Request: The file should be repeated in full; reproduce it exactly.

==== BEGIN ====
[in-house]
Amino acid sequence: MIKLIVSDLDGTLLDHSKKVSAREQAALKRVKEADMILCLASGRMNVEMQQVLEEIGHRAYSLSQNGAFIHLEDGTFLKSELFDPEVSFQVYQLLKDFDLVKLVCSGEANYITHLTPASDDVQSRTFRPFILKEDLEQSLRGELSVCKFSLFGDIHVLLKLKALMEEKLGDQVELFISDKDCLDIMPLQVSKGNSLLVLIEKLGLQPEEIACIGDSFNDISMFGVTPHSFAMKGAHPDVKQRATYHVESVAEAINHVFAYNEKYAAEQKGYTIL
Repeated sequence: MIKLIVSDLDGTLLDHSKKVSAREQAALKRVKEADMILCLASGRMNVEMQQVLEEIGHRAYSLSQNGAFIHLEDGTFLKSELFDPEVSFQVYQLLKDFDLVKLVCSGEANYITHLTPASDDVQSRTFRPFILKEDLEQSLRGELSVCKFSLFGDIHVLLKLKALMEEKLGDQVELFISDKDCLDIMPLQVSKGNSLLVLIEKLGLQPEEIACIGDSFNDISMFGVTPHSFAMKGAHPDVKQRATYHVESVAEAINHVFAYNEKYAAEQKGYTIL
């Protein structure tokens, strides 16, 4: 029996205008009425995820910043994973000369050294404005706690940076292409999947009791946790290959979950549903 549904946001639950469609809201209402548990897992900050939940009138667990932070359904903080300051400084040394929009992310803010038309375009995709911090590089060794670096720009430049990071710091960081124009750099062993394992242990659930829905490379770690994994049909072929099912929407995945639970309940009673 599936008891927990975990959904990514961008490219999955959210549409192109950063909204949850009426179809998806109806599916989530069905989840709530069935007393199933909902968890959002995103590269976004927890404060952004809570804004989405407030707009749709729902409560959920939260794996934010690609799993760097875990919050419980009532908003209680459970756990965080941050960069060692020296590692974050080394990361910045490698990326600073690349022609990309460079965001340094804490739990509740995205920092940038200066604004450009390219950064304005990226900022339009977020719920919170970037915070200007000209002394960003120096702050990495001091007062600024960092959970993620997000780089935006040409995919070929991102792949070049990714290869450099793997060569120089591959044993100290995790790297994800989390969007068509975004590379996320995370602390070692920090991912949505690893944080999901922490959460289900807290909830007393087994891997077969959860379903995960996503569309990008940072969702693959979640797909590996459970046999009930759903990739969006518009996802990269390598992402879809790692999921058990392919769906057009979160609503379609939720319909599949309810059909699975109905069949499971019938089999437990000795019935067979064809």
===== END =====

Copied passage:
[in-house]
Amino acid sequence: MIKLIVSDLDGTLLDHSKKVSAREQAALKRVKEADMILCLASGRMNVEMQQVLEEIGHRAYSLSQNGAFIHLEDGTFLKSELFDPEVSFQVYQLLKDFDLVKLVCSGEANYITHLTPASDDVQSRTFRPFILKEDLEQSLRGELSVCKFSLFGDIHVLLKLKALMEEKLGDQVELFISDKDCLDIMPLQVSKGNSLLVLIEKLGLQPEEIACIGDSFNDISMFGVTPHSFAMKGAHPDVKQRATYHVESVAEAINHVFAYNEKYAAEQKGYTIL
Repeated sequence: MIKLIVSDLDGTLLDHSKKVSAREQAALKRVKEADMILCLASGRMNVEMQQVLEEIGHRAYSLSQNGAFIHLEDGTFLKSELFDPEVSFQVYQLLKDFDLVKLVCSGEANYITHLTPASDDVQSRTFRPFILKEDLEQSLRGELSVCKFSLFGDIHVLLKLKALMEEKLGDQVELFISDKDCLDIMPLQVSKGNSLLVLIEKLGLQPEEIACIGDSFNDISMFGVTPHSFAMKGAHPDVKQRATYHVESVAEAINHVFAYNEKYAAEQKGYTIL
């Protein structure tokens, strides 16, 4: 029996205008009425995820910043994973000369050294404005706690940076292409999947009791946790290959979950549903 549904946001639950469609809201209402548990897992900050939940009138667990932070359904903080300051400084040394929009992310803010038309375009995709911090590089060794670096720009430049990071710091960081124009750099062993394992242990659930829905490379770690994994049909072929099912929407995945639970309940009673 599936008891927990975990959904990514961008490219999955959210549409192109950063909204949850009426179809998806109806599916989530069905989840709530069935007393199933909902968890959002995103590269976004927890404060952004809570804004989405407030707009749709729902409560959920939260794996934010690609799993760097875990919050419980009532908003209680459970756990965080941050960069060692020296590692974050080394990361910045490698990326600073690349022609990309460079965001340094804490739990509740995205920092940038200066604004450009390219950064304005990226900022339009977020719920919170970037915070200007000209002394960003120096702050990495001091007062600024960092959970993620997000780089935006040409995919070929991102792949070049990714290869450099793997060569120089591959044993100290995790790297994800989390969007068509975004590379996320995370602390070692920090991912949505690893944080999901922490959460289900807290909830007393087994891997077969959860379903995960996503569309990008940072969702693959979640797909590996459970046999009930759903990739969006518009996802990269390598992402879809790692999921058990392919769906057009979160609503379609939720319909599949309810059909699975109905069949499971019938089999437990000795019935067979064809």